Graphic design often involves activities and results whose effectiveness can’t be easily quantified and measured. Yet, in today’s economic climate every organization must look for ways to economize. We are often asked to explain the ways in which we provide more value in addressing our clients’ problems and opportunities. So let us share a few thoughts about our value-oriented touchstones, and what they mean.
Value-oriented design is not about style or fashion, as important as they are. First and foremost, it is about effectively communicating one or more of a client’s strategic messages, which it is our business to craft. How much more value do well-thought-out and easily-communicated visual messages have? Frankly, we can’t quantify the answer. But we do know that the difference between the success or failure of a client’s message is often in the details and execution of its design.
We live in a world that is over-communicated, and where media are excessively cluttered. Design must not only be strategically focused and visually arresting to combat this reality, but also perfectly suited to the media that will carry it. We develop everything with these three points in mind. There’s also another aspect to producing successful materials: how easily we work together with our clients. Thorough information-gathering procedures minimize their time, and help us to get things right the first time.
Value-oriented design is about image building as well. Over time, organizations develop personalities, just as individuals do. Positive personalities, evident in well-known images and brands, are often among the most valuable properties any organization possesses. In today’s world, not to reinforce positive ones, or to strengthen weak ones, is to leave a positioning vacuum soon filled by competitors. Constant attentiveness to image and brand building is one of the ways smaller organizations get bigger, and bigger organizations stay on top.
Creating and maintaining strong, visual identities and brands is our focus. Our more than 100 combined years of experience tells us that it is far too important today to trust to chance, or a low bidder.
The design business is constantly changing. The tools we use — computers and software — are ever more powerful. The media we employ— electronic and print — are forever evolving. This makes our expertise increasingly more relevant and provides still another aspect of our value-oriented design process: the ability to adapt recent technologies and media changes to our clients’ specific needs. This, not to mention the ability to look over the horizon and stay ahead of developing curves.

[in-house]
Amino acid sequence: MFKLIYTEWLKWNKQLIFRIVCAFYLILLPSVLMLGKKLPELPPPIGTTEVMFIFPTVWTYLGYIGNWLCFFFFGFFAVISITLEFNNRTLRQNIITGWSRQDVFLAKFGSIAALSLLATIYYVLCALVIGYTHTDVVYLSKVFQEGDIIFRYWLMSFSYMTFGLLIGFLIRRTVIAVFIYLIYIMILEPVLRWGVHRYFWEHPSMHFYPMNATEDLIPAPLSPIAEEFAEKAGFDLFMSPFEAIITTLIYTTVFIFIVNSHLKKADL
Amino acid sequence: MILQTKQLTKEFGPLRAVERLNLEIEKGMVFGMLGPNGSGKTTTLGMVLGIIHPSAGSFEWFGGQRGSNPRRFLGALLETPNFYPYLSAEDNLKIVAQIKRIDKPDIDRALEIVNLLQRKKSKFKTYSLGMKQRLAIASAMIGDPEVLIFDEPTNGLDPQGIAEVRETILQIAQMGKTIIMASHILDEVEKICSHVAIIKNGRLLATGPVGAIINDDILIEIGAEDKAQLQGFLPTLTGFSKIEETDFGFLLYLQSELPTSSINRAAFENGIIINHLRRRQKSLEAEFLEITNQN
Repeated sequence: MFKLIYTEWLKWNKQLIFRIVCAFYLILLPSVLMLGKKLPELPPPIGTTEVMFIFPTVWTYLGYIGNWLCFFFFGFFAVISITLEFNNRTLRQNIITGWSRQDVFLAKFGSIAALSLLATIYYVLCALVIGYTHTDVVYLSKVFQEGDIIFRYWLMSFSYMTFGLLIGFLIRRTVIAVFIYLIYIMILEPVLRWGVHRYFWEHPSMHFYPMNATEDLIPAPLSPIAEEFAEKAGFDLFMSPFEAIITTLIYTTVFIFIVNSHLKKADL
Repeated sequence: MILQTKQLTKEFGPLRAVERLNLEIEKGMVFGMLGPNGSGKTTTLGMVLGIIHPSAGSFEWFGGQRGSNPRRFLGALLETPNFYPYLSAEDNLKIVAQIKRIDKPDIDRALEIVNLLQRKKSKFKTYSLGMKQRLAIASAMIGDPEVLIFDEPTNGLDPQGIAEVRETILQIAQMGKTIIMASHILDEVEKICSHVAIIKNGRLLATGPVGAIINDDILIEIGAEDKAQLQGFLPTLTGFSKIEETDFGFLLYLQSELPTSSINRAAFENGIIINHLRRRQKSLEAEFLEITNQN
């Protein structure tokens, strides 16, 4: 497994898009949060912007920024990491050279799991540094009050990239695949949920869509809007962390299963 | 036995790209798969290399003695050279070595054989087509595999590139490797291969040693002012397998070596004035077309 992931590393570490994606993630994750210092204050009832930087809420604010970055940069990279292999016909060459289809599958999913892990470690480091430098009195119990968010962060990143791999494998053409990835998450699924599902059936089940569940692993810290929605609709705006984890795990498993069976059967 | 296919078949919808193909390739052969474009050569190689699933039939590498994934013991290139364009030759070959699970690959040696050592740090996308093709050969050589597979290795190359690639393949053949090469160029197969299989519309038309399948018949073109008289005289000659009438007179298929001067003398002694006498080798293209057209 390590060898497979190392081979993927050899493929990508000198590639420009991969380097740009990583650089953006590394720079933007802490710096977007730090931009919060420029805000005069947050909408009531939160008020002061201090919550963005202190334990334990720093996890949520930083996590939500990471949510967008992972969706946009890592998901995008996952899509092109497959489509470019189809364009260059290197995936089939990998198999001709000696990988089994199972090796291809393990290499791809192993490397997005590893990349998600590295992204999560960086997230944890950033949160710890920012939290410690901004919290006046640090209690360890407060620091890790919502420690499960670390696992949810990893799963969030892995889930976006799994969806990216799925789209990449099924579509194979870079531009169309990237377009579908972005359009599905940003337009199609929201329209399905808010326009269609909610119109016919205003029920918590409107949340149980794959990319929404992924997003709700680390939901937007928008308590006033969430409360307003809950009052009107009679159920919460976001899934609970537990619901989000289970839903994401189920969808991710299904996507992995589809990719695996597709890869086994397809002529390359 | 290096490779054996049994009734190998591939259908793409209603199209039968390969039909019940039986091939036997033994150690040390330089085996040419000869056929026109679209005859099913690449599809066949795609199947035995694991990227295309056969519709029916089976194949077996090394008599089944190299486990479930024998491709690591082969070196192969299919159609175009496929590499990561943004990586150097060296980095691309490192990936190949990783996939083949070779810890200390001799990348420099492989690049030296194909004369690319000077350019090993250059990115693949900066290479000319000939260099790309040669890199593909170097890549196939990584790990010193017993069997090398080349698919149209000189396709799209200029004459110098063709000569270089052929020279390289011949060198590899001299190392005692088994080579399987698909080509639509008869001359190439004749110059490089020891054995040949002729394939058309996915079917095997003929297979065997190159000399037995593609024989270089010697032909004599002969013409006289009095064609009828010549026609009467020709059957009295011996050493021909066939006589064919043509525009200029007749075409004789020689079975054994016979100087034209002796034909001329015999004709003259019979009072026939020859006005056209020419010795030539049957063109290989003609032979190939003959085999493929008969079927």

In short, by investing to keep ahead of technology and media changes we’re able to provide more solutions, options, and ideas to further our clients’ objectives.
As important as technology and its tools are, however, in our business they don’t actually solve problems. Only people do. We’re ren1inded of a saying ascribed to the composer, Duke Ellington:
It is not the piano that makes great music; it is the person sitting at the piano.
This means that, as with any type of professional service, most of what you contract for with a design firm is individuals’ time. In turn, this means that most differences in their pricing are usually a direct reflection of the level of depth and breadth of talent that will be brought to bear.
Much design time is executional in nature. That is, it involves “working things out.” And unlike some other businesses, there are few economies of scale or shortcuts that can be taken advantage of. The process does not vary greatly from person to person, or often even firm to firm. So while it is perhaps a cliché to say so, with design services you’ll pretty much get what you pay for.
The cost of employing highly-qualified, experienced, and talented professionals often does result in higher upfront costs. But it usually also results in lower costs over time. This brings us to another maxim, by renowned Houston, Texas-based legendary oil well fire fighter, Paul “Red” Adair,
If you think it’s expensive to hire a professional to do the job, wait until you hire an amateur.
We hope you will let us prove this to be true on your next project.